By Kevin MacRitchie
In the refugee camp of Lagadikia, Greece, workers were unloading everything from toilet paper to fire extinguishers as the first Syrian refugees began to arrive. Alongside the UN and NGO workers who distribute basic supplies, the NetHope team and I were there to set up a free Wi-Fi network.
Marie Beriot, who is the UN Refugee Camp Management Officer there, told me that an internet connection is critical for camp residents. Refugees arriving in Greece need Wi-Fi not only to contact family members and access essential information, but also to apply for asylum. Currently, the only way to seek asylum in Greece or other European countries is to book an appointment with the Greek Asylum Office via a Skype number.
While I was working with a local electrician to ensure that we could power the access points, two refugee families arrived in a small van and unloaded their few belongings. The families took a seat in the shade with Marie and the UNHCR team. Their first question: "When can we get online to dial the Skype number and apply for asylum?" The UNHCR reassured the refugees that NetHope would be providing a network within days.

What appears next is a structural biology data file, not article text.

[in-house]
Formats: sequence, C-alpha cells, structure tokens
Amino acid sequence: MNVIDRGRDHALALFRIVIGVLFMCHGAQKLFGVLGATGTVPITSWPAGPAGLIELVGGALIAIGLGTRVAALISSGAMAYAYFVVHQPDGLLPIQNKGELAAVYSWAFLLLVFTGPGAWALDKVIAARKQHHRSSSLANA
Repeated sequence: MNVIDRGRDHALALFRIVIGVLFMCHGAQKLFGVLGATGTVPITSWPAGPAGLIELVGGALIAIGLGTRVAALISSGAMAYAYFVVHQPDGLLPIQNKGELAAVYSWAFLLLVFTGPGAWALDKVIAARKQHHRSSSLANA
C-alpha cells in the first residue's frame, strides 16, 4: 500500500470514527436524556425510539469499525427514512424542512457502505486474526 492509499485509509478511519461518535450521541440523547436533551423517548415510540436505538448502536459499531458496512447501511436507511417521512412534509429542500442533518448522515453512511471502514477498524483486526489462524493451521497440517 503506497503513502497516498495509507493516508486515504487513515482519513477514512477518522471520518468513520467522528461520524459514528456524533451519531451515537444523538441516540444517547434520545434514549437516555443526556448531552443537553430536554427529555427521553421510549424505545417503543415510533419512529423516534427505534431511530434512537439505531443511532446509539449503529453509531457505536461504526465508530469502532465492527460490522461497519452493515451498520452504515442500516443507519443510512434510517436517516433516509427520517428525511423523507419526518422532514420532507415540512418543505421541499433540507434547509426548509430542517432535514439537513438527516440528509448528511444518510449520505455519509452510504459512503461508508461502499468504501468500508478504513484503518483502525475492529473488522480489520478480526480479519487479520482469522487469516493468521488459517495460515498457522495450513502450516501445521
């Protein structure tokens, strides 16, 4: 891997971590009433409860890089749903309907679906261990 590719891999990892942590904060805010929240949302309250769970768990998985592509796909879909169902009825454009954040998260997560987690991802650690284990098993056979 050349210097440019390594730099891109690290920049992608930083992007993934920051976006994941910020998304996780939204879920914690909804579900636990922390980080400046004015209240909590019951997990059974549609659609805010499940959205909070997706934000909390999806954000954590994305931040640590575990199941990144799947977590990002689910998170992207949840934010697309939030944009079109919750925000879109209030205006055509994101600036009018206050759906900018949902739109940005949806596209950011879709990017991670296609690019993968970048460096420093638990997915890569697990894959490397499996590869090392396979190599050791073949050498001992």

“Refugees need Wi-Fi,” Marie told me. Mobile data plans that migrants may have are not adequate. “They have SIM cards, but very limited data. It’s too expensive.” A stable internet connection that covers everyone in the camp is the best way to give refugees a chance at a new life through the Skype asylum number. The NetHope team worked hard in Lagadikia to ensure that this camp, along with over 20 other sites along the migrant route, can fully support the families living there with Internet connectivity.
This post is part of an ongoing series of stories from NetHope's work in Greece to provide connectivity to refugees.